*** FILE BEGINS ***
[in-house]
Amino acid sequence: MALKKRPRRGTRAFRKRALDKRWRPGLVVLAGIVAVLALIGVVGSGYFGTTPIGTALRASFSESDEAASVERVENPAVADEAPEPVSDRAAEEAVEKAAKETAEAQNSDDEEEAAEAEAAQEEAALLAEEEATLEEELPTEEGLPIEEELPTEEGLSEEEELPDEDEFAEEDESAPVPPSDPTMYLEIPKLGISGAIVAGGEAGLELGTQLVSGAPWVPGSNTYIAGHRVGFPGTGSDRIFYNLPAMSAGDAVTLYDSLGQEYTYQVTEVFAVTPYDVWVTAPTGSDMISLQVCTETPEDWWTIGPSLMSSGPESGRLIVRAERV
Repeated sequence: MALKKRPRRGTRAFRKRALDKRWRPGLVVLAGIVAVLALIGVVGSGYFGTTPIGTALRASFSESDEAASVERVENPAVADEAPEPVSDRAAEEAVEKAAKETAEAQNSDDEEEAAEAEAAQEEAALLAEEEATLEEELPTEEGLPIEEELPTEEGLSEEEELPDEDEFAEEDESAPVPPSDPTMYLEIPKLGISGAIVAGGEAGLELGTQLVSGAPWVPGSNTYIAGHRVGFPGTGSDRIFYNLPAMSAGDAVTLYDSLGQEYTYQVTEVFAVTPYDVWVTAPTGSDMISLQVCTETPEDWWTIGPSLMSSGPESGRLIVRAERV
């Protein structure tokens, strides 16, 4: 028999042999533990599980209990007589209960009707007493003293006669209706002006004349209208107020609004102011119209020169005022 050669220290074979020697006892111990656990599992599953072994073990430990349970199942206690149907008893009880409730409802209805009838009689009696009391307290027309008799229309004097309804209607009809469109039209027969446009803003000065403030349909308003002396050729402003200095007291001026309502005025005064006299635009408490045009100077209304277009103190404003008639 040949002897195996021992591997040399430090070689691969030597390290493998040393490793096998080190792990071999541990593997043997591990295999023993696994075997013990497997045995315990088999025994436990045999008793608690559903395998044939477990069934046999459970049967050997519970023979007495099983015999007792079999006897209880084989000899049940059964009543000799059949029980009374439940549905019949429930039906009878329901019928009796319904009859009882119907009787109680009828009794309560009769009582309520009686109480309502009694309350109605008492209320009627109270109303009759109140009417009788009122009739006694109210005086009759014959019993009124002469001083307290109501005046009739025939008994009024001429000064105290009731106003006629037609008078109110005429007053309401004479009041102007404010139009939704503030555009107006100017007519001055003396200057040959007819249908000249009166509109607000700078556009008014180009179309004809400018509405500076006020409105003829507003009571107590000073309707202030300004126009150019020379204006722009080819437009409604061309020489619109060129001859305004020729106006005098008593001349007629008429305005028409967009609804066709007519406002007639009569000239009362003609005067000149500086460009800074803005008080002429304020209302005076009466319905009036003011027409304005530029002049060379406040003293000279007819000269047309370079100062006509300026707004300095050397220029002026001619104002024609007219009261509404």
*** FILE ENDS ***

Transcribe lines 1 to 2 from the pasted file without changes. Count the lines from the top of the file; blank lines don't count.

[in-house]
Amino acid sequence: MALKKRPRRGTRAFRKRALDKRWRPGLVVLAGIVAVLALIGVVGSGYFGTTPIGTALRASFSESDEAASVERVENPAVADEAPEPVSDRAAEEAVEKAAKETAEAQNSDDEEEAAEAEAAQEEAALLAEEEATLEEELPTEEGLPIEEELPTEEGLSEEEELPDEDEFAEEDESAPVPPSDPTMYLEIPKLGISGAIVAGGEAGLELGTQLVSGAPWVPGSNTYIAGHRVGFPGTGSDRIFYNLPAMSAGDAVTLYDSLGQEYTYQVTEVFAVTPYDVWVTAPTGSDMISLQVCTETPEDWWTIGPSLMSSGPESGRLIVRAERV